Wine in a can is growing globally but how does the quality stack up?

- joellethom­ Words Joelle Thomson

Can or glass? Give me a glass of wine every time, unless I happen to be at a music gig, outside, without a wine bottle in sight and no chance of smuggling one in. Which, of course, I have done, being a wine devotee and all that jazz. So, wine in cans is growing and apparently it’s not only about the convenienc­e.

The perception of wine as snobbish is one of the impetuses to repackage it in a less traditiona­l, smaller format than it has typically been housed in. Another impetus is to tap into the health mindset of “less is more”. Drink a wine or even two, without committing to a whole bottle which, once open, can be a tricky propositio­n for many people to juggle. Tip: put all open wine in the fridge, whether it’s red, white or sparkling. It will reduce the risk of oxidation from light and fluctuatin­g temperatur­es, preserving it for longer, but I digress.

One of New Zealand’s smallest wine regions is home to a wine product with surprising growth. That region is the Wairarapa and the product is canned wine. Winemakers Chris and Cath Archer of Joiy Wines will double production this year to meet global demand. They were the first to export canned wine from New Zealand and now produce over

700,000 cans each year. Canned wine is growing by 13 per cent annually and is projected to reach over $807 million by 2028.

Wine in cans is pretty new in this part of the world and it is tarred with a negative brush in perception, due to poor-quality wine in cans in Europe, but that is changing. “The consumer perception of shelf life with cans is because the products typically used with cans have a short shelf life. We have cans that have been down for over five years and their developmen­t has been equivalent to the expected age, and free sulphur dioxide is better than expected compared to glass,” says Cath Archer, founder and managing director of Archer McRae Beverages, which owns Joiy Wines.

Freshness in the short to medium term may be covered, as is the convenienc­e of small-format packaging, but what about the taste?

Chris Archer sources grapes from a wide range of regions in order to retain quality, consistenc­y and a broad range.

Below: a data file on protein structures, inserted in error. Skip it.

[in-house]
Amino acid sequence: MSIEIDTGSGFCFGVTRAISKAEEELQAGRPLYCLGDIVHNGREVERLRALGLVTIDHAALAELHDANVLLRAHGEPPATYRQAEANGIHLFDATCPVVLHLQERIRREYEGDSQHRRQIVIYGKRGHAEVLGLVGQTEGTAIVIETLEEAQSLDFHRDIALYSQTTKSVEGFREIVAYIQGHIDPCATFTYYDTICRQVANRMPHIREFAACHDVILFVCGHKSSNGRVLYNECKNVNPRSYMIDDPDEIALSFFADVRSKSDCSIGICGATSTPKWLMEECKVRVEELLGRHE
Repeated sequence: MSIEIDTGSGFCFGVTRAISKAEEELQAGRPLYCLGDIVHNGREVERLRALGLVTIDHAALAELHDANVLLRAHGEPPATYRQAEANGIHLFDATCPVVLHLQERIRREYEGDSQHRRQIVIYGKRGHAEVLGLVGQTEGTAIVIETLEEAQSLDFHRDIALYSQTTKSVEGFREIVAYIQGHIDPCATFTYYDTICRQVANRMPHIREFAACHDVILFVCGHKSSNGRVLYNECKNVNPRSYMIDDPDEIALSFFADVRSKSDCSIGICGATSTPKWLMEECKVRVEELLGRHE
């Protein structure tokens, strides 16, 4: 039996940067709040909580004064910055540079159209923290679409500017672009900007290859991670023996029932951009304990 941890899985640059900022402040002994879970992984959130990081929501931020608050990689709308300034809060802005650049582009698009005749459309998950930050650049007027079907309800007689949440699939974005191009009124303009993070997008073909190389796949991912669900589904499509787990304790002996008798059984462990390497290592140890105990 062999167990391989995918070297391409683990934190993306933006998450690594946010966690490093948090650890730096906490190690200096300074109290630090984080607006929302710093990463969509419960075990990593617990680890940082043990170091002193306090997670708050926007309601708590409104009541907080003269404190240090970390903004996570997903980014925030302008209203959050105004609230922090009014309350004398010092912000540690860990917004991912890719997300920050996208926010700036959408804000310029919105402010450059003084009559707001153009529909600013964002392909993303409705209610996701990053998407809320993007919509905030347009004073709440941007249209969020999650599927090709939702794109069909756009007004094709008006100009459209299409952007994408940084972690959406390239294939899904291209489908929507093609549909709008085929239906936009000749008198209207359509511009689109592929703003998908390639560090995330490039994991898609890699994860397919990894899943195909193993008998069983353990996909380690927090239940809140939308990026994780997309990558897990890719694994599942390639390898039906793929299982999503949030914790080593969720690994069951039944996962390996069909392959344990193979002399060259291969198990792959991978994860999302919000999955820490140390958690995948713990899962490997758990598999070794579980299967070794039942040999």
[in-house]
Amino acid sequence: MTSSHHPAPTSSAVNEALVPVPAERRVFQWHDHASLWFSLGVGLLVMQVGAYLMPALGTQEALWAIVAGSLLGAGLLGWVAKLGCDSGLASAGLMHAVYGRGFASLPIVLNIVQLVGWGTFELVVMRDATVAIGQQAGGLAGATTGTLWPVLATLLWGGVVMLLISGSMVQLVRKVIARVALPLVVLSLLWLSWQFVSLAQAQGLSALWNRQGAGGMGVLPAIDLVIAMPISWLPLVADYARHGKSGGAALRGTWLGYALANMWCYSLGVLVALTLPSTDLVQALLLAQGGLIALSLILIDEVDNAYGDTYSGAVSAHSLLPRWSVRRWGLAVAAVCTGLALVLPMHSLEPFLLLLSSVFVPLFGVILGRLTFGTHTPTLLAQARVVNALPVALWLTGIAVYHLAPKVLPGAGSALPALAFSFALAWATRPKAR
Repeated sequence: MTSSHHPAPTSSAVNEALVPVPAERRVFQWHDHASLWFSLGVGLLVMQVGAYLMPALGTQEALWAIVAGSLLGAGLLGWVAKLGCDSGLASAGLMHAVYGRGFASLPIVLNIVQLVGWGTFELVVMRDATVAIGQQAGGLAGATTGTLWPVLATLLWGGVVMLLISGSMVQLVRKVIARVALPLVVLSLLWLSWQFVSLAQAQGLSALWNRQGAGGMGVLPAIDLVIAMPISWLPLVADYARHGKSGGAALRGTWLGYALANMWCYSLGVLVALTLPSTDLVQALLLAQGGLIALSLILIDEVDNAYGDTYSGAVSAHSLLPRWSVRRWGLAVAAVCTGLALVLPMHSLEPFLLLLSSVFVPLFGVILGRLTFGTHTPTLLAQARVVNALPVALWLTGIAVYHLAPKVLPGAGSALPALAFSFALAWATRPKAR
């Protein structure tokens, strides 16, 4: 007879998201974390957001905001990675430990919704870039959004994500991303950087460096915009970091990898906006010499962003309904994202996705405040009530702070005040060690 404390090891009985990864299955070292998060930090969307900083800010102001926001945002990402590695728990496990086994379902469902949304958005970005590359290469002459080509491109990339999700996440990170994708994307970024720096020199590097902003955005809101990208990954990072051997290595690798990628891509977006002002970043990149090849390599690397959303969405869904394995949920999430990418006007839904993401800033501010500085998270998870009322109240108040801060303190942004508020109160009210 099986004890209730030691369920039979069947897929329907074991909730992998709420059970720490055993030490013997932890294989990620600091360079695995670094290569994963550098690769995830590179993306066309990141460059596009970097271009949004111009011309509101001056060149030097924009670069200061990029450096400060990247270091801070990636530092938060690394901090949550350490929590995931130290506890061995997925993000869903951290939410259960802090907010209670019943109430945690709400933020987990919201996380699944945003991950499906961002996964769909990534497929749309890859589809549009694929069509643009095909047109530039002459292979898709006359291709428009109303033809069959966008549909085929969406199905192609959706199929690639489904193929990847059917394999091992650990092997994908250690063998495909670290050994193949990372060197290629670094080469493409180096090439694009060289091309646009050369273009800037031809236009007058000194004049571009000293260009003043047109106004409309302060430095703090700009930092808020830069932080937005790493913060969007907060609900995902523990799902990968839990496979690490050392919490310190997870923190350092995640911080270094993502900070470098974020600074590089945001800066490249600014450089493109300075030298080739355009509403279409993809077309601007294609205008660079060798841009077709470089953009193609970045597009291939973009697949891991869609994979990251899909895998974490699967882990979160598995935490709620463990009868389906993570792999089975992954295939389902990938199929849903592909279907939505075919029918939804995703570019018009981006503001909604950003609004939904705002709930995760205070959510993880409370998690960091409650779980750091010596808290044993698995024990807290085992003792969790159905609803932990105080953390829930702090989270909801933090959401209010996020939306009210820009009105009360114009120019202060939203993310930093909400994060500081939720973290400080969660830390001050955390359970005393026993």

“Joiy was all about making wine accessible to all people for all occasions, not restrictin­g it to an on-the-table experience and the sometimes daunting prospect of opening a full standard bottle,” he says.

The couple is far from alone in making canned wine. Other local producers include Brancott Estate, Selaks and Yealands. Quality varies, as does the success internatio­nally. The next step for Joiy is seltzer in a can, but that’s another story.

Establishe­d as the world’s premier Māori-owned and operated winery, Tohu Wines is an important member of the Whakatū (Nelson)based whānau business Kono.

The tūpuna (ancestors) of these whānau were kaitiaki of the whenua, wai māori and moana – farmers, fishermen, planters and providores. They were astute, creative and entreprene­urial. Being a whānau business, Tohu has a responsibi­lity to uphold that legacy of its owners and their ancestors in its practices and to enhance the resources and whenua passed down through generation­s. Ensuring that sustainabi­lity and responsibi­lity is a 500-year intergener­ational plan, created by the owners and parent organisati­on.

Today, Tohu create internatio­nally recognised award-winning wines, all while remaining true to their deeply held values, which include hihiritang­a, kaitiakita­nga and manaakitan­ga – doing things better, guardiansh­ip and caring. Striving to be good ancestors is intrinsic to being Māori and for those who choose to work with the whenua.

Whenua Awa, meaning “land by the river”, is the Marlboroug­h vineyard planted in 2002 by Tohu Wines. It’s an idyllic spot nestled in the upper reaches of the Awatere Valley, sitting 200 metres above sea level on stony river terraces. With views out to the Pacific Ocean and the mighty mountain Tapuae-oUenuku (footsteps of Uenuku, the rainbow god) rising behind it, the vineyard is not only naturally beautiful, but also produces some of the best grapes in the world.

Of the 121 hectares that make up Whenau Awa, 72 hectares are a vineyard with the balance made up of slopes and terraces with a mixture of native plant species which have been planted over a number of years. Tohu has planted new seedlings in the vineyard this spring.

Tohu is documentin­g the life cycle of their seedlings online: you can follow their social media to keep up to date.

Each Tohu range has been crafted with aroha (love) and is a gift from their land to us.

 ?? ?? Joelle Thomson is a writer and author of 15 books about wine. She chairs the wine writers’ session at this year’s Hamilton Book Month and regularly blogs.
Joelle Thomson is a writer and author of 15 books about wine. She chairs the wine writers’ session at this year’s Hamilton Book Month and regularly blogs.
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